Items filtered by date: August 2020

Monday, 31 August 2020 00:00

Children and Athlete’s Foot

A noticeable sign that your child may have athlete’s foot can be scratching on the bottom of the foot and between the toes. This type of fungus generally causes the skin to become red and scaly, and the affected foot may emit an odor. In severe cases, this condition can produce a rash, and your child may complain of a burning and tingling sensation. Athlete’s foot is contagious, and can develop as a result of frequenting public swimming pools, locker rooms, and surrounding areas. If your child has this condition, it is suggested that you consult with a podiatrist who can prescribe medication for relief.

Athlete’s Foot

Athlete’s foot is often an uncomfortable condition to experience. Thankfully, podiatrists specialize in treating athlete’s foot and offer the best treatment options. If you have any questions about athlete’s foot, consult with one of our podiatrists from Advanced Podiatry Associates. Our doctors will assess your condition and provide you with quality treatment.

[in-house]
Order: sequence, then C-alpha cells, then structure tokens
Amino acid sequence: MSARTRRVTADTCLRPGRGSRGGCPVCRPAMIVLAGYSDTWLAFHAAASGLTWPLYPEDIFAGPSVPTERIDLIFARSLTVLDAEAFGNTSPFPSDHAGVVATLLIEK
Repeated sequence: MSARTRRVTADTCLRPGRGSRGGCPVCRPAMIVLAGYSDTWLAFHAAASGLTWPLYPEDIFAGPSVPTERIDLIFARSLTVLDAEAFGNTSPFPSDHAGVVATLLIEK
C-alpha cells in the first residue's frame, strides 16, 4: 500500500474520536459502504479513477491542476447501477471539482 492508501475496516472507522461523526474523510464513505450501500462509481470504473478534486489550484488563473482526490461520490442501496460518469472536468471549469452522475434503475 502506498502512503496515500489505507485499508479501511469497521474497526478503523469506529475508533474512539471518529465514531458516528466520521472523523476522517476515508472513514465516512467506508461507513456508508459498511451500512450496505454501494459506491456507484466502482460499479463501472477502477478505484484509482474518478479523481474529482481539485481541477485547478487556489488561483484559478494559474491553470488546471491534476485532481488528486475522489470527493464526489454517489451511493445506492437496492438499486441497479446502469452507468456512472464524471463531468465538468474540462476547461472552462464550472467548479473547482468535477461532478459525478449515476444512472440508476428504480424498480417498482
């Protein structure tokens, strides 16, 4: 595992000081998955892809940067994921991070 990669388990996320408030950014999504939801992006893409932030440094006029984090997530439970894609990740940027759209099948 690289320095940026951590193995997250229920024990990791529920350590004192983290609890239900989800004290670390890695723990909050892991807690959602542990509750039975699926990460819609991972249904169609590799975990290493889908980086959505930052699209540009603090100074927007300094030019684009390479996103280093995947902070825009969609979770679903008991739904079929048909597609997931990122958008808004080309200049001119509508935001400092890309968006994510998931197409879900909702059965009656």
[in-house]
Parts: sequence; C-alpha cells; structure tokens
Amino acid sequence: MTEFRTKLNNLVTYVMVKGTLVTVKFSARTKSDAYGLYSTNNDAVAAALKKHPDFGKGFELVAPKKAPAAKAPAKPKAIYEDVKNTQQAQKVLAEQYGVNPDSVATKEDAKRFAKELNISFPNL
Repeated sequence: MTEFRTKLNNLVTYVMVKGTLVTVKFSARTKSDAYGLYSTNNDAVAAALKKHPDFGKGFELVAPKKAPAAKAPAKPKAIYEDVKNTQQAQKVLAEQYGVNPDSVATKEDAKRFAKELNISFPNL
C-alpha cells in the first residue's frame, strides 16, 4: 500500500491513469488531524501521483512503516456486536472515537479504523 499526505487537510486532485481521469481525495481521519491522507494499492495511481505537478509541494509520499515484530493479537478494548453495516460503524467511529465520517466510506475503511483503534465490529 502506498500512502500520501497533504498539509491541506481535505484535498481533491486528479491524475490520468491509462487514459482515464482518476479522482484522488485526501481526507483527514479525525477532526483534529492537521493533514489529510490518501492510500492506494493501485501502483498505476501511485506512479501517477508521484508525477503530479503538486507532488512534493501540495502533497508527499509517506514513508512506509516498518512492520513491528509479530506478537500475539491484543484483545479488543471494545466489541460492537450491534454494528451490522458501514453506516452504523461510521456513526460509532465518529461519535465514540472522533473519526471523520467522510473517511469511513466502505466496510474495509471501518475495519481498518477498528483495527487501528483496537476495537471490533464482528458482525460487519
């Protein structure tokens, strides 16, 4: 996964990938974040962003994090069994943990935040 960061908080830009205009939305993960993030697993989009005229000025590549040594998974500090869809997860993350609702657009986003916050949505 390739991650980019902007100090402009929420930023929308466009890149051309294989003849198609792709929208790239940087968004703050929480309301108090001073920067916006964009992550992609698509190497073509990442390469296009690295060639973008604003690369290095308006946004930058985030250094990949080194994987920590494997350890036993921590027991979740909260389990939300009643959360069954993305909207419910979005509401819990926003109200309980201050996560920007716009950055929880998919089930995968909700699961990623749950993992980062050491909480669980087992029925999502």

What Is Athlete’s Foot?

Tinea pedis, more commonly known as athlete’s foot, is a non-serious and common fungal infection of the foot. Athlete’s foot is contagious and can be contracted by touching someone who has it or infected surfaces. The most common places contaminated by it are public showers, locker rooms, and swimming pools. Once contracted, it grows on feet that are left inside moist, dark, and warm shoes and socks.

Prevention

The most effective ways to prevent athlete’s foot include:

  • Thoroughly washing and drying feet
  • Avoid going barefoot in locker rooms and public showers
  • Using shower shoes in public showers
  • Wearing socks that allow the feet to breathe
  • Changing socks and shoes frequently if you sweat a lot

Symptoms

Athlete’s foot initially occurs as a rash between the toes. However, if left undiagnosed, it can spread to the sides and bottom of the feet, toenails, and if touched by hand, the hands themselves. Symptoms include:

  • Redness
  • Burning
  • Itching
  • Scaly and peeling skin

Diagnosis and Treatment

Diagnosis is quick and easy. Skin samples will be taken and either viewed under a microscope or sent to a lab for testing. Sometimes, a podiatrist can diagnose it based on simply looking at it. Once confirmed, treatment options include oral and topical antifungal medications.

If you have any questions, please feel free to contact our offices located in Northampton and Allentown, PA . We offer the newest diagnostic and treatment technologies for all your foot care needs.

 

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Monday, 24 August 2020 00:00

What Are Flexible Flat Feet?